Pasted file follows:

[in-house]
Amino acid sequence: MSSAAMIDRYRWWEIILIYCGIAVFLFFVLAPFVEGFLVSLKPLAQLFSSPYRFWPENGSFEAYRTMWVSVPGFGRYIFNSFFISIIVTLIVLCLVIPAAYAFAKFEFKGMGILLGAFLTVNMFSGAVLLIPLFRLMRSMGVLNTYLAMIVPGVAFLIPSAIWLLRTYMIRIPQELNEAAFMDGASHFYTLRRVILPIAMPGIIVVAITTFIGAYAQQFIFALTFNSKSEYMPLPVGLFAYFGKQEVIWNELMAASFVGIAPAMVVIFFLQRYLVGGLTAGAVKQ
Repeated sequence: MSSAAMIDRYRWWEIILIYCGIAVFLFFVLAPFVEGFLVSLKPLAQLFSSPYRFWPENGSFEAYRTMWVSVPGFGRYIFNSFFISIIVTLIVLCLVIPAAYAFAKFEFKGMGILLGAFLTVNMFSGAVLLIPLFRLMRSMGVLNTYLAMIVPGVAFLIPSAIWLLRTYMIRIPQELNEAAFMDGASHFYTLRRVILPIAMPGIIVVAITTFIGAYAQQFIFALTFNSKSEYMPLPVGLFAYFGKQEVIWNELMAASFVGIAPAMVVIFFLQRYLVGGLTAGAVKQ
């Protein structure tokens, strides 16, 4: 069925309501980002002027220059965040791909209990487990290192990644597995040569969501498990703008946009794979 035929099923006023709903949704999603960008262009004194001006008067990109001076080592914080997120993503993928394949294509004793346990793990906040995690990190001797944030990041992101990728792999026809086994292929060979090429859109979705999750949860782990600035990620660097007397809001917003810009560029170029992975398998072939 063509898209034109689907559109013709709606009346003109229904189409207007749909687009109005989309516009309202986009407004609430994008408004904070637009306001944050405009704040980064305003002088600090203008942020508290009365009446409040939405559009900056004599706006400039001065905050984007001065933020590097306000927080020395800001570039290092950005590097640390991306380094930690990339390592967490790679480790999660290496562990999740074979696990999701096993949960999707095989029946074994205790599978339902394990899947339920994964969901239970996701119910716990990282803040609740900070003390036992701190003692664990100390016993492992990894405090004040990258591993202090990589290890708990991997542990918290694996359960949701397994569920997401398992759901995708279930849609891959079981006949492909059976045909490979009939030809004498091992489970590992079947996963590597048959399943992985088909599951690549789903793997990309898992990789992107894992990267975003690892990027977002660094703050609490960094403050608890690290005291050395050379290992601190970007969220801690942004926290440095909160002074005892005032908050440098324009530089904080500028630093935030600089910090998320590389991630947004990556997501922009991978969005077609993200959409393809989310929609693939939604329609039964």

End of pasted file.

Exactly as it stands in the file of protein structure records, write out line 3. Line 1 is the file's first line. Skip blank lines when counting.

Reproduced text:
Repeated sequence: MSSAAMIDRYRWWEIILIYCGIAVFLFFVLAPFVEGFLVSLKPLAQLFSSPYRFWPENGSFEAYRTMWVSVPGFGRYIFNSFFISIIVTLIVLCLVIPAAYAFAKFEFKGMGILLGAFLTVNMFSGAVLLIPLFRLMRSMGVLNTYLAMIVPGVAFLIPSAIWLLRTYMIRIPQELNEAAFMDGASHFYTLRRVILPIAMPGIIVVAITTFIGAYAQQFIFALTFNSKSEYMPLPVGLFAYFGKQEVIWNELMAASFVGIAPAMVVIFFLQRYLVGGLTAGAVKQ